Wrong-place shootings have plagued US for decades despite calls for reform



A teenager in Louisiana was fatally shot after going to the wrong house while looking for a Halloween party. A young man in Georgia was gunned down after pulling into the wrong driveway when GPS led him astray. Another man died from a bullet in Atlanta after Lyft dropped him off at the wrong apartment


But these aren’t the “wrong place, wrong time” shootings that have been dominating media attention in recent days. They happened in 1992, 2013 and 2019.

“People are constantly told to be scared and to use guns to defend themselves, so we shouldn’t be shocked when this happens,” says UCLA law professor Adam Winkler. 

Deadly overreactions to “wrong place” events have brought tragic consequences across the U.S. for decades. And many times when they happen, there are calls for stronger gun control, questions about racist motivations, and pleas for tougher laws to protect innocent people from gun-wielding homeowners.

But solutions have been elusive.

In the 1992 case, the death of Yoshihiro Hattori, a 16-year-old Japanese exchange student, caused reverberations around the world. Hattori, dressed in a white tuxedo in the style of Saturday Night Fever’s John Travolta, was fatally shot by a homeowner with a .44 Magnum revolver after Hattori went to the wrong address.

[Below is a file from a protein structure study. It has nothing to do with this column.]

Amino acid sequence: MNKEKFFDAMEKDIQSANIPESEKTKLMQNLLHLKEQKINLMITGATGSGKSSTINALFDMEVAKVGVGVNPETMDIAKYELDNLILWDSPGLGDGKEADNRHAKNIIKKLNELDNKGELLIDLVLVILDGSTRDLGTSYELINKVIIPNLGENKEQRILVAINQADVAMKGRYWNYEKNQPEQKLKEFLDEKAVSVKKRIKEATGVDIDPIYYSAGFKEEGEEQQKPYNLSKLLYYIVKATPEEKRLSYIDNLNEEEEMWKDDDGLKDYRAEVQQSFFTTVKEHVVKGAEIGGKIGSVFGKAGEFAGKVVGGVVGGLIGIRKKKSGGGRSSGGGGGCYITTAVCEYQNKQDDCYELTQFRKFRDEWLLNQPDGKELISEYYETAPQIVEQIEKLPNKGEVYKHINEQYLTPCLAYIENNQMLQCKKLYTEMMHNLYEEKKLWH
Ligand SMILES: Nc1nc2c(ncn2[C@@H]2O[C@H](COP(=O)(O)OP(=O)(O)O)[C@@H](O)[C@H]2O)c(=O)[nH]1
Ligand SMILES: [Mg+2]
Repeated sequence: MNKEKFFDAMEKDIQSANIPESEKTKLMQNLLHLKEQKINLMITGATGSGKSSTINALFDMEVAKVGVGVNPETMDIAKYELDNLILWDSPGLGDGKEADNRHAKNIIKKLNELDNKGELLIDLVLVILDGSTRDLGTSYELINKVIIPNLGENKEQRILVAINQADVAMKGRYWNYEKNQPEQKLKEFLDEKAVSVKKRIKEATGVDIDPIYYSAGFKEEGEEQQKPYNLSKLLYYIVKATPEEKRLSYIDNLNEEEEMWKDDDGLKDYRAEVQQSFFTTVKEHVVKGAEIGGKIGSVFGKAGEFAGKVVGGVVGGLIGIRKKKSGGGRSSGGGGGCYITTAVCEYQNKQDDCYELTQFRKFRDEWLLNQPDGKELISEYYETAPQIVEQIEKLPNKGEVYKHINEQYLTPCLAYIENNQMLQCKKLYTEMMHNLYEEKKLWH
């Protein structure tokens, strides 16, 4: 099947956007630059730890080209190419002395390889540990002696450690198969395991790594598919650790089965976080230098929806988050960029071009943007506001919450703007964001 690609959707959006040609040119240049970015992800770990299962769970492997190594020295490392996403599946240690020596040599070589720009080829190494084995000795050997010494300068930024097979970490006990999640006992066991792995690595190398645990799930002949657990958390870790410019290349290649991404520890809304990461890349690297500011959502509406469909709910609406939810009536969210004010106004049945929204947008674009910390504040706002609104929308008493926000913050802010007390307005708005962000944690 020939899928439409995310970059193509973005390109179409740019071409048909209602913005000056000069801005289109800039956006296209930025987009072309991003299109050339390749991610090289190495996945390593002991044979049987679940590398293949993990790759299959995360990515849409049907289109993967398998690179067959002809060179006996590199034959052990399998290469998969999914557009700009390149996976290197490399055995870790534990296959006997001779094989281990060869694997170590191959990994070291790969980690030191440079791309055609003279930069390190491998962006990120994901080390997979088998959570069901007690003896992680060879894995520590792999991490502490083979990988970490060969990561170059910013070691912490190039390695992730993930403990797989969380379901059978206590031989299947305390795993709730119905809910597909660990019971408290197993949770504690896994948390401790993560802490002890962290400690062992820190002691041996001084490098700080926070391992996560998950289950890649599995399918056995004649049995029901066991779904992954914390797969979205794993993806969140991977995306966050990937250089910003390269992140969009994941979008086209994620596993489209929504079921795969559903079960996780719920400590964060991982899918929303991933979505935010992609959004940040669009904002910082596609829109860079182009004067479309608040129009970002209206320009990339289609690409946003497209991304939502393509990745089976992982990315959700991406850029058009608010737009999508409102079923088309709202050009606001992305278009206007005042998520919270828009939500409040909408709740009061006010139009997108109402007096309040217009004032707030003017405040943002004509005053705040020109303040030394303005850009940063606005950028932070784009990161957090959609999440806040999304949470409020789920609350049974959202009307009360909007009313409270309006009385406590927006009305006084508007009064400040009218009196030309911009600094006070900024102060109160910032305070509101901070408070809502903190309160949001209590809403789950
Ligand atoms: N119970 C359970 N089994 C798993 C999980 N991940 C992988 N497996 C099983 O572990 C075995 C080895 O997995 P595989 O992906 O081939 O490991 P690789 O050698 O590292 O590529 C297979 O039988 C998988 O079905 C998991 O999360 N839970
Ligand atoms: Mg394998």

The homeowner, arguing self-defense when he mistook a camera Hattori was carrying for a weapon, was found not guilty and courtroom spectators applauded when the verdict was announced. 

The Japanese nation reacted strongly to the killing and the acquittal. Hattori’s parents campaigned for gun law reform in the U.S. and met in 993 with President Bill Clinton, presenting him with a petition signed by 1.7 million Japanese citizens urging stronger gun control. And Hattori’s mother and father, still to this day, lobby the U.S. for gun reform and plead with world leaders not to forget the senseless death of their son.

Little has changed, however, and “wrong place” shootings are still dominating the news, with incidents in Missouri, New York and Texas in the past week.